There were so many beautiful, unique and personal elements to Leah's wedding, I can't fit everything into one post! So, in light of the Thanksgiving holiday being just around the corner, I thought I'd start off with a post on the charitable and DIY food elements from Adam & Leah's big day.

The appetizer spread. Photos Bonnie Sen. 
Saying that the food was phenomenal would be an understatement. In truth, the praline catfish was downright addictive. Having good food at a Louisiana wedding is not out of the ordinary, but what made Adam & Leah’s wedding buffet extraordinary was that it was prepared by students from the ProStart Culinary Program.

The ProStart Culinary Program is a nationwide, two year program that trains high school students for professional work in the food service industry. Essentially, the program aims to "bring the industry and the classroom together" to facilitate hands-on learning and training. Students in the program learn culinary techniques and management skills through real-world educational opportunities. ProStart is supported by the National Restaurant Association and state chapters. Currently, there are over 50 high school programs and more than 1,200 students enrolled across the country. For many students who are not pursuing the traditional college track, the ProStart Program gives them real world experience and transferable skills.

Leah's mother, Susan, had the brilliant idea to use the ProStart program to cater Leah and Adam's wedding. Susan is an art teacher at Woodlawn High School in Baton Rouge Louisiana and many of her talented art students are in the ProStart program. The students often brought Susan delicious things they cooked from across the hall. So, she got to thinking and asked Mr. Steve Oubre, the culinary teacher at Woodlawn, if the students would be up to the challenge of catering a real wedding. Prior to his teaching career, Mr. Oubre had a small catering business and he was sure his students would be up to the challenge. So, Leah, Adam and her mom talked about the option and thought it would be wonderful to make a donation to the school’s program. Not only did the student participants gain some real world industry experience, but Adam and Leah were able to create their very own custom menu along with the chef and the kids in the program.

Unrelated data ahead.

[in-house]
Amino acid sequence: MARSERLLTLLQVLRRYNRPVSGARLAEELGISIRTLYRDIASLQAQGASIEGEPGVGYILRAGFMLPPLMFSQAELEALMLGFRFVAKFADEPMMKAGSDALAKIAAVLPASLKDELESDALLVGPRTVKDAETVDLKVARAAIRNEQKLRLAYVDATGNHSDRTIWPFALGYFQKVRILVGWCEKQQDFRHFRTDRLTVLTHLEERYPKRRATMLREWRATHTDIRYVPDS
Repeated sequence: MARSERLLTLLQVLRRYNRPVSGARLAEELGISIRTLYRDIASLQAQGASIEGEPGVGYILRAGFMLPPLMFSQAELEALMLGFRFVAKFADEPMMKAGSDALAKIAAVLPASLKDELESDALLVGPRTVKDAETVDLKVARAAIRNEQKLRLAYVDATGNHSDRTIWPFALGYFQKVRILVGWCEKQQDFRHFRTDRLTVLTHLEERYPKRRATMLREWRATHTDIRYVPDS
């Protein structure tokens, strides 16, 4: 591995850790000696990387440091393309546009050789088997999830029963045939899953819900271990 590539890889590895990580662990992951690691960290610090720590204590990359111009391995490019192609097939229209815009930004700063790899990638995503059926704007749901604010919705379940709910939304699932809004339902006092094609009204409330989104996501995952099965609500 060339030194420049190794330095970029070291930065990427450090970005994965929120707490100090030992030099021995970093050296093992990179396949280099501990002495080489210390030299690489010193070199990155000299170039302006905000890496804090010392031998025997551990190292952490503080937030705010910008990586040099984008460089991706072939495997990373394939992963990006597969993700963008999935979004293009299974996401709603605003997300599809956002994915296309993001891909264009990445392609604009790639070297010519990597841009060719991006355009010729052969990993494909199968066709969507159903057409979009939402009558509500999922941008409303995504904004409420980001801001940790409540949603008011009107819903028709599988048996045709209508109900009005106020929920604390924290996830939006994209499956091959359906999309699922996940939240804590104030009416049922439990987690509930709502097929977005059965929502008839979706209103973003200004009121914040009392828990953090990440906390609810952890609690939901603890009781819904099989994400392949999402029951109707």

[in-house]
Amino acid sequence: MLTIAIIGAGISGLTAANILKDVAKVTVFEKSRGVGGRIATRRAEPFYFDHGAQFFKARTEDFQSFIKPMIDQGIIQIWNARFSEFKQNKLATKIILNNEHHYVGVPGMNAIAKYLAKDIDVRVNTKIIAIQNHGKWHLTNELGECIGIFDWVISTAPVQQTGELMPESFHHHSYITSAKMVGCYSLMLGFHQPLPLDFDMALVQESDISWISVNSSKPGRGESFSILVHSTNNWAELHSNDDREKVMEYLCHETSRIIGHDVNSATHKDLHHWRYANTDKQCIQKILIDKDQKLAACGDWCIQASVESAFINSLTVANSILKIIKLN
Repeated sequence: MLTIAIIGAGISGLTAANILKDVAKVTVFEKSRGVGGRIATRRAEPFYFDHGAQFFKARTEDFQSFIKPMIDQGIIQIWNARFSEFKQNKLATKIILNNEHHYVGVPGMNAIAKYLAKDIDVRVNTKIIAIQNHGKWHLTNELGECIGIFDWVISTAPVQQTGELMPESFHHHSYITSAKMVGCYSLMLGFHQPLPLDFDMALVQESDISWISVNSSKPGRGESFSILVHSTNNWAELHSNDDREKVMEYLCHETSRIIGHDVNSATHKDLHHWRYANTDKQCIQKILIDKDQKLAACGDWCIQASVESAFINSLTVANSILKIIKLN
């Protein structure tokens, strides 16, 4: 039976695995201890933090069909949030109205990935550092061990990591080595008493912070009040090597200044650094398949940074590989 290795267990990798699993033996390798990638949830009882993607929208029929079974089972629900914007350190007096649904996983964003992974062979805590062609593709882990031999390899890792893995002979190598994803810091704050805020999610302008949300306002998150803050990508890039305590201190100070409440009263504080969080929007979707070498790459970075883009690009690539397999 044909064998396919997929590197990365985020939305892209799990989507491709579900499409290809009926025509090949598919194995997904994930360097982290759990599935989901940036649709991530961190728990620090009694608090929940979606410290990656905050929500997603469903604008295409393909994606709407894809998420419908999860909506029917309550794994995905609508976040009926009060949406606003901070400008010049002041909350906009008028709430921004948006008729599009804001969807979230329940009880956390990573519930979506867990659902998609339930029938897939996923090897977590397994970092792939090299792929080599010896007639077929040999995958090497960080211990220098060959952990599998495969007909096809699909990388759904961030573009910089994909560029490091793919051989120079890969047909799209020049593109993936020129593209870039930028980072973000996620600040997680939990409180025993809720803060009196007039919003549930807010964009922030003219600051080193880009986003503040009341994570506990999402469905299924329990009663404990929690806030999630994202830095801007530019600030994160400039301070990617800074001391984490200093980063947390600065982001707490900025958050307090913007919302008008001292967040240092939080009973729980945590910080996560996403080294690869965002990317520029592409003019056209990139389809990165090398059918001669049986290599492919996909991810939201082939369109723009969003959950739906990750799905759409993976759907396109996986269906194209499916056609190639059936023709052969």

Some of the Woodlawn High ProStart students having fun in the Red Eye photobooth. 
Another fantastic foodie element from Adam and Leah's wedding was their dessert table. Adam and Leah opted out of the huge expense of a traditional wedding cake and instead they ordered several little (and very delicious) cakes from a local bakery. The cakes they ordered were small, so they decided to add a few pies to the mix. To make things even more personal, they asked their friends and family to bake their favorites.
Yum!
Leah was delighted with the variety and the fact that people got to share a little piece of themselves, saying"Everyone brought something unique and special that represented them. My Gigi made her apple pie, of course your chai spice pie - so unique and delicious (I made a pie with my sister, for the recipe click here), we had pumpkin, and pecan, and raspberry, and even a lemon tarte. My best friend Alice's father made his famous blackberry pie with blackberries from his own backyard vine. It felt very personal I think, having so many wonderful friends and family members contribute."

The pies were just the tip of the DIY iceberg at Leah & Adam's wedding. Stay tuned next week for DIY design & decor tips from my interview with Leah and more amazing pictures by her photographer, Bonnie Sen- including some cute pics of the oh-so-photogenic Oskar (below). Happy Thanksgiving!